The death toll from the coronavirus disease (COVID-19) pandemic has been unparalleled due to both the high number of severe acute respiratory syndrome coronavirus 2 (SARS-CoV-2) infections and the seriousness of the disease.
Researchers from the artificial intelligence software company nference report that the deaths due to COVID-19 over the last 12 months are higher than motor vehicle accidents for people over 40 years old.
The study, which appeared on the pre-print server medRxiv*, presented mortality rates and case-fatality rates for COVID-19 compared with other historic leading causes of death in the United States.
Mortality rates for leading causes of death in the United States stratified by age group. Comparison of causes of death per 100k people in a given age group, across all age groups. To better visualize mortality rates in the low-mortality age groups (ages 0 - 39), we have added a zoomed-in insert.
Over the 15 months, the coronavirus disease has caused widespread infections across 192 countries and territories. Of the 138 million-plus cases worldwide, over 2.97 million people have already died, while many others are still fighting for their lives.
In the United States, the country has reported the highest number of infections reaching over 31.4 million and bringing over 564,000 deaths to date. This is more than all of the deaths of American soldiers from the Vietnam War, Korean War, and World War II combined.
The disease burden of the ongoing pandemic has been unequal, with most deaths affecting the elderly and people with underlying health conditions, such as hypertension, diabetes, cardiovascular disease, kidney disease, and chronic respiratory illness. Also, increased mortality rates have been reported among socioeconomically disadvantaged populations and racial minorities.
Case fatality rates for leading causes of death in the United States stratified by age group. Case fatality rate (CFR) per age group for COVID-19 (red), motor vehicle accidents (black), pancreatic cancer (purple), prostate cancer (grey), breast cancer (orange), lung cancer (cyan), leukemia (green), and the 2018-2019 flu (blue, horizontal dashed lines). Vertical bars show 95% confidence intervals, and the shaded region is a visual guide to indicate CFR values lower than COVID-19 CFR, per age group. Datapoints are not shown if a cause of death has a mortality of less than 0.1 deaths/100k individuals within an age group. Flu data is shown as horizontal lines due to flu data being stratified in different age groups16 than the other data shown. This data shows that for individuals in the age groups 40-49 years old and older, contracting COVID-19 results in a higher CFR than getting involved in a motor vehicle accident.
Mortality rates and case fatality rates for COVID-19
In the study, the researchers presented the mortality rates and case-fatality rates for COVID-19 over the past year, compared with other historic leading causes of death in the U.S.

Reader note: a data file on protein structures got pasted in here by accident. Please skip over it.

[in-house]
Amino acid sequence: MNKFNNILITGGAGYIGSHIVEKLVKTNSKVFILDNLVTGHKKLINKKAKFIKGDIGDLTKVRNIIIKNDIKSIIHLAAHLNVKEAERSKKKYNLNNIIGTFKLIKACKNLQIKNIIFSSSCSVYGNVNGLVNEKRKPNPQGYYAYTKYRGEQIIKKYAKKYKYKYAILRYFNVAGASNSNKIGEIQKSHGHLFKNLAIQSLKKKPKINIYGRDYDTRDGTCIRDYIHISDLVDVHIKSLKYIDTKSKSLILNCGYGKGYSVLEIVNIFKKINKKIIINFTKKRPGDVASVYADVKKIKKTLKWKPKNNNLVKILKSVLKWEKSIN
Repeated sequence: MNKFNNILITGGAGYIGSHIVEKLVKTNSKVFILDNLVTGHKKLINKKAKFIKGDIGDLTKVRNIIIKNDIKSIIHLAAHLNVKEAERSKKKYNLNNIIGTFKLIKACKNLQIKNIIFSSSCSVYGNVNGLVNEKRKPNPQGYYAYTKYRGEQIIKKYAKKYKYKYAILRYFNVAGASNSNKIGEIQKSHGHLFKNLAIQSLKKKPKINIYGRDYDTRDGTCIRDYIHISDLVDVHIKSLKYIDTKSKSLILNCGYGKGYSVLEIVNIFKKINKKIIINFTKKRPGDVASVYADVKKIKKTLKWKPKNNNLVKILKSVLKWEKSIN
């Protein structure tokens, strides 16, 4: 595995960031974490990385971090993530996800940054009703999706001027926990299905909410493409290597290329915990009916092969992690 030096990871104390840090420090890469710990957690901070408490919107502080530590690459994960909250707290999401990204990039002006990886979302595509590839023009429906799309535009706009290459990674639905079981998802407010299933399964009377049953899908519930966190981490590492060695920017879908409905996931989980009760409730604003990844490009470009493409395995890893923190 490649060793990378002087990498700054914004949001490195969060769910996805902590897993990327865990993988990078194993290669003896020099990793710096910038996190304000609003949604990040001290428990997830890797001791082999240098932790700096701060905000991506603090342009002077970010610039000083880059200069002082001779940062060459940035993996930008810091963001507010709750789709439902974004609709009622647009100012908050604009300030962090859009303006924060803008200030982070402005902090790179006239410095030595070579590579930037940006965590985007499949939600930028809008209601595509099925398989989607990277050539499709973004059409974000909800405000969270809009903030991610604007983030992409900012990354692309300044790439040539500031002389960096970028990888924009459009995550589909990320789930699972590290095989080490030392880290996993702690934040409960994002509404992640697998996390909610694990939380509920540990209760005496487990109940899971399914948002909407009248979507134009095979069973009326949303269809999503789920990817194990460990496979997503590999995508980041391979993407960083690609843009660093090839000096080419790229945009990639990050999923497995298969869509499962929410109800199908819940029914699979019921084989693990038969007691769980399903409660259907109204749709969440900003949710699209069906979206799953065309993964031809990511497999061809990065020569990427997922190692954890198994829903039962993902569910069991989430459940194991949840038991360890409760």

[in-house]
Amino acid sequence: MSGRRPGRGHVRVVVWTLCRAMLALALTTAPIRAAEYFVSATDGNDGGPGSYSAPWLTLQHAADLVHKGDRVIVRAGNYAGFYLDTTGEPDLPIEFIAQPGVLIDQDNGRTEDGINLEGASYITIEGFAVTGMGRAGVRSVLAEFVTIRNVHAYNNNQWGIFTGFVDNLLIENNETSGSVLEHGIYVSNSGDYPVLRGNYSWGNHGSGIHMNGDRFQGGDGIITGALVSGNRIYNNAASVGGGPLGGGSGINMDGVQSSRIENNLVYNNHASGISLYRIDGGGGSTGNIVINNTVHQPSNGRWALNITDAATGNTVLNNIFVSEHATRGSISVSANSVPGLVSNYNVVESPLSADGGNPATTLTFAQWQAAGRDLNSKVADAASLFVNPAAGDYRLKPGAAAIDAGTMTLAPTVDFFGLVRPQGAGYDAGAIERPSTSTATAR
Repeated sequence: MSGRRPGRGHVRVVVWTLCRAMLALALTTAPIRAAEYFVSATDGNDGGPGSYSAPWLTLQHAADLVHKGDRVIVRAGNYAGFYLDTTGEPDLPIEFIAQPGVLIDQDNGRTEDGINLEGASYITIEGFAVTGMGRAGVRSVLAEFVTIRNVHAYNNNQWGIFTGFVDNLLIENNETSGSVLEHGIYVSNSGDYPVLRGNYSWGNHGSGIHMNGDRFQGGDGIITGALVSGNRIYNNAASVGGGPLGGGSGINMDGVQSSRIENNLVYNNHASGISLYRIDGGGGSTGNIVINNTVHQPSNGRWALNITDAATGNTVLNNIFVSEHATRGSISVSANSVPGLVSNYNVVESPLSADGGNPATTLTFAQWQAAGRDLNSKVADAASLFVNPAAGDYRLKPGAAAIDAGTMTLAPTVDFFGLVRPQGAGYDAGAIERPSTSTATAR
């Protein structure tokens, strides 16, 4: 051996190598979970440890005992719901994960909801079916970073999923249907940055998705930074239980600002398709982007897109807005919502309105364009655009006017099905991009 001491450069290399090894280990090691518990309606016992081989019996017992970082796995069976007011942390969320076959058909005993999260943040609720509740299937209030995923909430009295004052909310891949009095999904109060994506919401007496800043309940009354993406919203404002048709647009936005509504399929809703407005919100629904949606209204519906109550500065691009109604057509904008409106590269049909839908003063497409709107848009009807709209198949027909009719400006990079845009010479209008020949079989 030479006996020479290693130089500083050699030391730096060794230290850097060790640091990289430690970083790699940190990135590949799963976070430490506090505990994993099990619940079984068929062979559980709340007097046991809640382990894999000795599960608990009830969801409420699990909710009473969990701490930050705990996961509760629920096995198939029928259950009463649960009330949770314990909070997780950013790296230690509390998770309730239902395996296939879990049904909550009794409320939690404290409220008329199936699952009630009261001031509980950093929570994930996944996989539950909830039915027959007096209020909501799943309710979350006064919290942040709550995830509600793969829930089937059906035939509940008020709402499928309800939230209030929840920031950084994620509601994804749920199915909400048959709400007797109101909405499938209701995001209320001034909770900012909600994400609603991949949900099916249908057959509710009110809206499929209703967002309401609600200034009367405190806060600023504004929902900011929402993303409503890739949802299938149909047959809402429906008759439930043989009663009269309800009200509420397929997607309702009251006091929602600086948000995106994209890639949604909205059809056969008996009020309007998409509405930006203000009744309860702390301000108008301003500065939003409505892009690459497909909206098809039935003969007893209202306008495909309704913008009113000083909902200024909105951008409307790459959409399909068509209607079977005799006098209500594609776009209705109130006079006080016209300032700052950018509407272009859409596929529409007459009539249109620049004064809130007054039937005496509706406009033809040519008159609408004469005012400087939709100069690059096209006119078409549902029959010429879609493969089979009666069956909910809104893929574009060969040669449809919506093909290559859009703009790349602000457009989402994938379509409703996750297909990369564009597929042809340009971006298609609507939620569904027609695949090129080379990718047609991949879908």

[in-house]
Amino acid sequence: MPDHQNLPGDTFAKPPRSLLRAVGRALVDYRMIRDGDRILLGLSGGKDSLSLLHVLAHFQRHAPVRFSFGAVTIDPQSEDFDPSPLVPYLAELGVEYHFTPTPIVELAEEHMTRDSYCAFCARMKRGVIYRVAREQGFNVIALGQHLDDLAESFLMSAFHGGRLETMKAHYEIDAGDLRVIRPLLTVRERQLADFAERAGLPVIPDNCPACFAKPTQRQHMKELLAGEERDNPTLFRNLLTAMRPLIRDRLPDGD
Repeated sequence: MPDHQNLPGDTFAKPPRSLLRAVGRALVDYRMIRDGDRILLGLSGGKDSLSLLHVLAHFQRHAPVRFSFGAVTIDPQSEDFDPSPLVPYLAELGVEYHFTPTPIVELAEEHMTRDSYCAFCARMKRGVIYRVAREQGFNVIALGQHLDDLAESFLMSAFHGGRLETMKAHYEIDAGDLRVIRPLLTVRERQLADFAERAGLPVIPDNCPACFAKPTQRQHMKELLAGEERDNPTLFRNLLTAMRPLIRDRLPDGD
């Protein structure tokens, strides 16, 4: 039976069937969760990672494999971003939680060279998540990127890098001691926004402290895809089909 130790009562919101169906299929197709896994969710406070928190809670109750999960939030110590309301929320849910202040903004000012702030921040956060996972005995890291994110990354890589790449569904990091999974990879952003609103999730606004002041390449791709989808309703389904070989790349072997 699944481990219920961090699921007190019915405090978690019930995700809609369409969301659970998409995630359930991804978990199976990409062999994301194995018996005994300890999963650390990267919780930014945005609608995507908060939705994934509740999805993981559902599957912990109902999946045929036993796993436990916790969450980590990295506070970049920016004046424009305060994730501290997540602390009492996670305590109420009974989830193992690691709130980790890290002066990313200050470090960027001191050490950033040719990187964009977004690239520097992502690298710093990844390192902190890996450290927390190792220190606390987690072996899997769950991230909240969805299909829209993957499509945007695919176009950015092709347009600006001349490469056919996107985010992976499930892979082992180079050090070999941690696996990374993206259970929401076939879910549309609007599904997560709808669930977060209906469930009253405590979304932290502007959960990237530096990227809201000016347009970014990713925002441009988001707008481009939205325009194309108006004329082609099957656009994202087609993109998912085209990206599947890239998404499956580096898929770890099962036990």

To arrive at the study findings, the researchers assessed the health risks and disease burden for COVID-19 and other leading causes of death in the country over the past year, including cancer, flu, heart disease, suicide, homicide, and motor vehicle accidents.
Population data was collected from the U.S. Census Bureau, while the nationwide COVID-19 data was obtained from the U.S. Centers for Disease Control and Prevention (CDC) public use surveillance data. The team made sure to use cases and deaths between March 15, 2020, and March 14, 2021.
The researchers computed the relative risks for each of the non-COVID-19 causes of death compared with COVID-19. For every age group, the team presented risks of COVID-19, which can provide a good point of reference for COVID-19 danger.
The COVID-19 pandemic is the third leading cause of death for people 40 years old and above, with an overall annual mortality rate of 325 deaths per 100,000 people, behind only cancer, which caused 385 deaths per 100,000 individuals. The leading cause of death is still heart disease, having a mortality rate of 412 deaths per 100,000 individuals.
Further, the case fatality for COVID-19 for individuals more than 40 years old is more than the case fatality rate for motor vehicle accidents. For instance, the case fatality rate of people between the ages of 40 and 49 is 1.5 fold that of a motor vehicle accident. This means that COVID-19 is far more dangerous than a car crash for this group of people.
But for the age group of 20 to 29 years old, motor vehicle accidents have a 4.5 fold greater relative case fatality rate compared with COVID-19.
The study results underline the COVID-19 pandemic's severity, particularly for people over 40 years old. It also highlights the need for widespread implementation of public health measures to control the virus's spread. Vaccination efforts are also crucial to prevent severe illness not only for the elderly and those with comorbidities but also for those who are over 40 years old.
"It would be interesting to replicate this analysis on data from developing countries which may have significantly different leading causes of death and mortality rates for COVID-19 and other risk categories," the team added.
medRxiv publishes preliminary scientific reports that are not peer-reviewed and, therefore, should not be regarded as conclusive, guide clinical practice/health-related behavior, or treated as established information.
- Puranik, A., Niesen, M., Lindemer, E., Lenehen, P., Cristea-Platon, T., Pawlowski, C., and Soundararajan, V. (2021). Case fatality rates for COVID-19 are higher than case fatality rates for motor vehicle accidents for individuals over 40 years of age. medRxiv. https://www.medrxiv.org/content/10.1101/2021.04.09.21255193v1